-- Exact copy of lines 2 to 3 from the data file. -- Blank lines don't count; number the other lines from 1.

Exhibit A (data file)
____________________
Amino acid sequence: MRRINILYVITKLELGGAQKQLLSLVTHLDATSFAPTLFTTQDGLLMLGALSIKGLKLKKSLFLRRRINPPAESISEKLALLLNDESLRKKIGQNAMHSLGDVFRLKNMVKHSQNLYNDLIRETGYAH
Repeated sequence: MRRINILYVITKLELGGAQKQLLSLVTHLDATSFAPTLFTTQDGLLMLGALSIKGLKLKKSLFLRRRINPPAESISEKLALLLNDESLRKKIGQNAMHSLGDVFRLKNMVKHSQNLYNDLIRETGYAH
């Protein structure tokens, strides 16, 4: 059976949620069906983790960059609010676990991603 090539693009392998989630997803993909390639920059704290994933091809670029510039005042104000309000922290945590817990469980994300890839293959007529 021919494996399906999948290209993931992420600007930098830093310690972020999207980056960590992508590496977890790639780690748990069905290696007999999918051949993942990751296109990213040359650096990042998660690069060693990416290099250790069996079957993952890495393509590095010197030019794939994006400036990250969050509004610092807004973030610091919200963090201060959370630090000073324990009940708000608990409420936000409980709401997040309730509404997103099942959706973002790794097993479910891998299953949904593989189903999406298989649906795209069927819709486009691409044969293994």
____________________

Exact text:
Repeated sequence: MRRINILYVITKLELGGAQKQLLSLVTHLDATSFAPTLFTTQDGLLMLGALSIKGLKLKKSLFLRRRINPPAESISEKLALLLNDESLRKKIGQNAMHSLGDVFRLKNMVKHSQNLYNDLIRETGYAH
């Protein structure tokens, strides 16, 4: 059976949620069906983790960059609010676990991603 090539693009392998989630997803993909390639920059704290994933091809670029510039005042104000309000922290945590817990469980994300890839293959007529 021919494996399906999948290209993931992420600007930098830093310690972020999207980056960590992508590496977890790639780690748990069905290696007999999918051949993942990751296109990213040359650096990042998660690069060693990416290099250790069996079957993952890495393509590095010197030019794939994006400036990250969050509004610092807004973030610091919200963090201060959370630090000073324990009940708000608990409420936000409980709401997040309730509404997103099942959706973002790794097993479910891998299953949904593989189903999406298989649906795209069927819709486009691409044969293994």